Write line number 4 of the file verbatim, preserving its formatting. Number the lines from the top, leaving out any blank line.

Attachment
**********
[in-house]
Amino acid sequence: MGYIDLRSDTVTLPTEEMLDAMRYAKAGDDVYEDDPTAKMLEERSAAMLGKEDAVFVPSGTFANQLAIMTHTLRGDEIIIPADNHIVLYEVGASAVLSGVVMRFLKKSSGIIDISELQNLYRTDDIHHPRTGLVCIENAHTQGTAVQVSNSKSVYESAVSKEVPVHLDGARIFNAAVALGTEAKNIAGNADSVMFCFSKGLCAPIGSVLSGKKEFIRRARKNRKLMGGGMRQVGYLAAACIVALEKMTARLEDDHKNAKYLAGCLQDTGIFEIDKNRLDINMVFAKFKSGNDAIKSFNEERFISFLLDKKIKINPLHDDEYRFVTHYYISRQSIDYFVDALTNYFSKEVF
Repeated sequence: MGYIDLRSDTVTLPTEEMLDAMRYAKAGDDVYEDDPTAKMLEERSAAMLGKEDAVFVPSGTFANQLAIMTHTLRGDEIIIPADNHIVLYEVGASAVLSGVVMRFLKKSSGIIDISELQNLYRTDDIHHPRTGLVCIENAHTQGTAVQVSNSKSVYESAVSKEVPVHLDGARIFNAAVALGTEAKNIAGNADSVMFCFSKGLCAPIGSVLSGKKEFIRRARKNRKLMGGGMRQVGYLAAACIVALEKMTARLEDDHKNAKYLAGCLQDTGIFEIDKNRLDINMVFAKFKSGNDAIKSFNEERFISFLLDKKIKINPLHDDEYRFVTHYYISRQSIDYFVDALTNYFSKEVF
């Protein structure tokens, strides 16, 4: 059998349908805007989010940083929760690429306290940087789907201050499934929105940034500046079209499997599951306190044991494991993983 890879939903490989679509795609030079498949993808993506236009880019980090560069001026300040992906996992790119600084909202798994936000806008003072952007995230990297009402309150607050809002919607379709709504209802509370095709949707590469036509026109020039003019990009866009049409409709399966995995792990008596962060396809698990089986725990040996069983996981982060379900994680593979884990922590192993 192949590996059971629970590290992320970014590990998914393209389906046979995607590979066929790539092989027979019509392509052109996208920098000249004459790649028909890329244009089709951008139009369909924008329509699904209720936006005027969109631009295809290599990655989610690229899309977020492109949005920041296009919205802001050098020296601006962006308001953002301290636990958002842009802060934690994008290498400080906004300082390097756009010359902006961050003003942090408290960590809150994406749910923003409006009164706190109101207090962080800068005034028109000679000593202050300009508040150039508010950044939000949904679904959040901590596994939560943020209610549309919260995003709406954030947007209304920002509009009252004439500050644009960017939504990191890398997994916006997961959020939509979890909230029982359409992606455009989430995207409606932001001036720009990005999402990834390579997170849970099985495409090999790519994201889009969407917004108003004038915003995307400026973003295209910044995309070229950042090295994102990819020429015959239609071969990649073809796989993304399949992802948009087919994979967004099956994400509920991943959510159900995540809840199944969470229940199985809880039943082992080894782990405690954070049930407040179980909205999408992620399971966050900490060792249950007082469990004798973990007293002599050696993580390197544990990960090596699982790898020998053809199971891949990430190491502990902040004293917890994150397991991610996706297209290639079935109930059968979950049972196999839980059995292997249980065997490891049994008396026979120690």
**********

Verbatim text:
């Protein structure tokens, strides 16, 4: 059998349908805007989010940083929760690429306290940087789907201050499934929105940034500046079209499997599951306190044991494991993983 890879939903490989679509795609030079498949993808993506236009880019980090560069001026300040992906996992790119600084909202798994936000806008003072952007995230990297009402309150607050809002919607379709709504209802509370095709949707590469036509026109020039003019990009866009049409409709399966995995792990008596962060396809698990089986725990040996069983996981982060379900994680593979884990922590192993 192949590996059971629970590290992320970014590990998914393209389906046979995607590979066929790539092989027979019509392509052109996208920098000249004459790649028909890329244009089709951008139009369909924008329509699904209720936006005027969109631009295809290599990655989610690229899309977020492109949005920041296009919205802001050098020296601006962006308001953002301290636990958002842009802060934690994008290498400080906004300082390097756009010359902006961050003003942090408290960590809150994406749910923003409006009164706190109101207090962080800068005034028109000679000593202050300009508040150039508010950044939000949904679904959040901590596994939560943020209610549309919260995003709406954030947007209304920002509009009252004439500050644009960017939504990191890398997994916006997961959020939509979890909230029982359409992606455009989430995207409606932001001036720009990005999402990834390579997170849970099985495409090999790519994201889009969407917004108003004038915003995307400026973003295209910044995309070229950042090295994102990819020429015959239609071969990649073809796989993304399949992802948009087919994979967004099956994400509920991943959510159900995540809840199944969470229940199985809880039943082992080894782990405690954070049930407040179980909205999408992620399971966050900490060792249950007082469990004798973990007293002599050696993580390197544990990960090596699982790898020998053809199971891949990430190491502990902040004293917890994150397991991610996706297209290639079935109930059968979950049972196999839980059995292997249980065997490891049994008396026979120690």